Will we see another volatile week for the yen? Check out the catalysts that might affect the safe haven!
Japan won’t be printing top-tier reports this week, but it will release consumer-related reports that Bank of Japan (BOJ) Governor Kuroda and his team could be interested in.
The consumer confidence data is up tomorrow at 3:35 am GMT and analysts expect a bit of dip from 42.9 to 42.8 for the month of December.
The annualized average earnings (Jan. 9, 12:00 am GMT) is next with market geeks seeing a 1.3% increase in November after seeing a 1.5% uptick in October.
Household spending (Jan. 10, 11:30 pm GMT) will follow. Traders expect to see a 0.2% improvement after a 0.3% dip in October.
Last but not the least is the Economy Watchers sentiment report scheduled on Friday at 5:00 am GMT. Analysts are predicting a dip from 51.0 to 50.3 in December.
Market bees are buzzing about the BOJ possibly trimming its inflation outlook for the next two years, so significant hits or misses among the consumer-related reports could cause some intraday volatility for the yen.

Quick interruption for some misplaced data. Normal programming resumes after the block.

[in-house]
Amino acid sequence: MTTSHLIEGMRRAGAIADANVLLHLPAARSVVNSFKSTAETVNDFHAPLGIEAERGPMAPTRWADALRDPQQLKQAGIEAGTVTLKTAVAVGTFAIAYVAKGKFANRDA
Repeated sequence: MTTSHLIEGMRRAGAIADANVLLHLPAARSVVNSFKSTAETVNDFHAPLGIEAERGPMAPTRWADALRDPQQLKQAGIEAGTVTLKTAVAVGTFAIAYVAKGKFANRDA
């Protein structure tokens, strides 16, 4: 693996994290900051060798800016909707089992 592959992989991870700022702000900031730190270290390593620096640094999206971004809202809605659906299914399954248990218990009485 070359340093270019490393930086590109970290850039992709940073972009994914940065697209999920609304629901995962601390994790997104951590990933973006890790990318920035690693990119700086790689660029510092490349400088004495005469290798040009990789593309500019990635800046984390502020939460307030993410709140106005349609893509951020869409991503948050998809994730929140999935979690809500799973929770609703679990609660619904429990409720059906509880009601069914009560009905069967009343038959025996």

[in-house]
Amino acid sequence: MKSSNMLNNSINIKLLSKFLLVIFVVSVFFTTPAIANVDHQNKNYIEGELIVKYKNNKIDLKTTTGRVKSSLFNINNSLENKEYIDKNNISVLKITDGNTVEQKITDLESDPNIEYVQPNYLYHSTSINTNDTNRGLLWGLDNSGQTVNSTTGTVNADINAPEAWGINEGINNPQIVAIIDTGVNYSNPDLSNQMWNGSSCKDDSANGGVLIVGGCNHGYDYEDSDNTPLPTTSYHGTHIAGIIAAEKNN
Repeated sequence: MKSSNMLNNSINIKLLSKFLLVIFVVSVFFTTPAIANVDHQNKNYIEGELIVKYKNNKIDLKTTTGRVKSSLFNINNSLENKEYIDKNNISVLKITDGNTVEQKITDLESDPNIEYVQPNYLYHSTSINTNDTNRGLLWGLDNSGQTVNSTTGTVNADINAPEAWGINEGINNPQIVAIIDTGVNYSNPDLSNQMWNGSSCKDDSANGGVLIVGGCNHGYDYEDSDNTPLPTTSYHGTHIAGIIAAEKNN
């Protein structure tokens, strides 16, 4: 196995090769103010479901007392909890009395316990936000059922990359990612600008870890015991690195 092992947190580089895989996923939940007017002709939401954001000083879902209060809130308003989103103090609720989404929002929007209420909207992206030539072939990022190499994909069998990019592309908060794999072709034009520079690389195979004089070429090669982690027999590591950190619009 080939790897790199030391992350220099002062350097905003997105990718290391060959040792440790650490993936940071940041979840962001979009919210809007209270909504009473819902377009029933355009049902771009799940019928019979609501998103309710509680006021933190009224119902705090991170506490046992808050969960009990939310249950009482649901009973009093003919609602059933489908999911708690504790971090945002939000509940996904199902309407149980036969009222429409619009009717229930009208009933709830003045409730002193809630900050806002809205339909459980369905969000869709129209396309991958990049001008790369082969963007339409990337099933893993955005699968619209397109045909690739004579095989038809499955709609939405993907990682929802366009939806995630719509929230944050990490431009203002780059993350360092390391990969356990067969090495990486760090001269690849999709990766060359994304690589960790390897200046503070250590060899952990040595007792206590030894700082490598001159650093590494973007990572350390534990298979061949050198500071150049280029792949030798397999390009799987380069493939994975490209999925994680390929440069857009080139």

Overall risk sentiment
Yen traders were all over the place last week over speculations that a slowdown in Chinese demand are already significantly affecting big American companies like Apple and could affect even more businesses in and out of the U.S.
Sentiment turned, however, as soon as the U.S. and China started printing optimistic remarks over their trade negotiations.
Of course, it didn’t hurt that Fed head honcho Powell hinted that he is “prepared to adjust policy quickly and flexibly” as he’s “listening sensitively to the message that markets are sending.”
This week, the U.S. and China are having mid-level talks in Beijing. The sixth round of negotiations is spreading good vibes ahead of the 90-day trade truce deadline due in March.
Meanwhile, the U.S. government is on its third week of partial shutdown. Word around the hood is that the Donald might declare national emergency to build his wall if talks continue to stall.
Then again, the POTUS has shown some signs of compromising. He recently said that
“The barrier, or the wall, can be of steel instead of concrete, if that helps people…”
Analysts speculate that Trump might be compromising on the design so that the Dems could avoid calling it a “wall.” Whatever works, eh?
Keep your eyes glued to the tube for updates on the U.S. government shutdown, the U.S.-China trade war negotiations, and even remarks made by Fed officials in case they inspire another active week for the yen crosses!